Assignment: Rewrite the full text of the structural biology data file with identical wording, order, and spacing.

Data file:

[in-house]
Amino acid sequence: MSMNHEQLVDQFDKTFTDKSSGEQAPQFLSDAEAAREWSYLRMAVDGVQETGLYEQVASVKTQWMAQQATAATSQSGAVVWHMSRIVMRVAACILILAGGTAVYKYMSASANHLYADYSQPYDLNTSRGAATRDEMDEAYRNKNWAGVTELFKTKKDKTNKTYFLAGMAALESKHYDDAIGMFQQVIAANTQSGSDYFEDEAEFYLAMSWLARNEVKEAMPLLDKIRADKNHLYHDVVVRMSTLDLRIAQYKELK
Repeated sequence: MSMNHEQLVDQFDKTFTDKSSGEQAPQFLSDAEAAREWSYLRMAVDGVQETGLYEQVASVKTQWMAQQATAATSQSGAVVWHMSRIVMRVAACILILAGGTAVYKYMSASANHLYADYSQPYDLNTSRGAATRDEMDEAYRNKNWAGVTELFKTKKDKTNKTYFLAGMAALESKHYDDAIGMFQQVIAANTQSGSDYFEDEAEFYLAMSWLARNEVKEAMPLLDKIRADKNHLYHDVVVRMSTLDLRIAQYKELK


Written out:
[in-house]
Amino acid sequence: MSMNHEQLVDQFDKTFTDKSSGEQAPQFLSDAEAAREWSYLRMAVDGVQETGLYEQVASVKTQWMAQQATAATSQSGAVVWHMSRIVMRVAACILILAGGTAVYKYMSASANHLYADYSQPYDLNTSRGAATRDEMDEAYRNKNWAGVTELFKTKKDKTNKTYFLAGMAALESKHYDDAIGMFQQVIAANTQSGSDYFEDEAEFYLAMSWLARNEVKEAMPLLDKIRADKNHLYHDVVVRMSTLDLRIAQYKELK
Repeated sequence: MSMNHEQLVDQFDKTFTDKSSGEQAPQFLSDAEAAREWSYLRMAVDGVQETGLYEQVASVKTQWMAQQATAATSQSGAVVWHMSRIVMRVAACILILAGGTAVYKYMSASANHLYADYSQPYDLNTSRGAATRDEMDEAYRNKNWAGVTELFKTKKDKTNKTYFLAGMAALESKHYDDAIGMFQQVIAANTQSGSDYFEDEAEFYLAMSWLARNEVKEAMPLLDKIRADKNHLYHDVVVRMSTLDLRIAQYKELK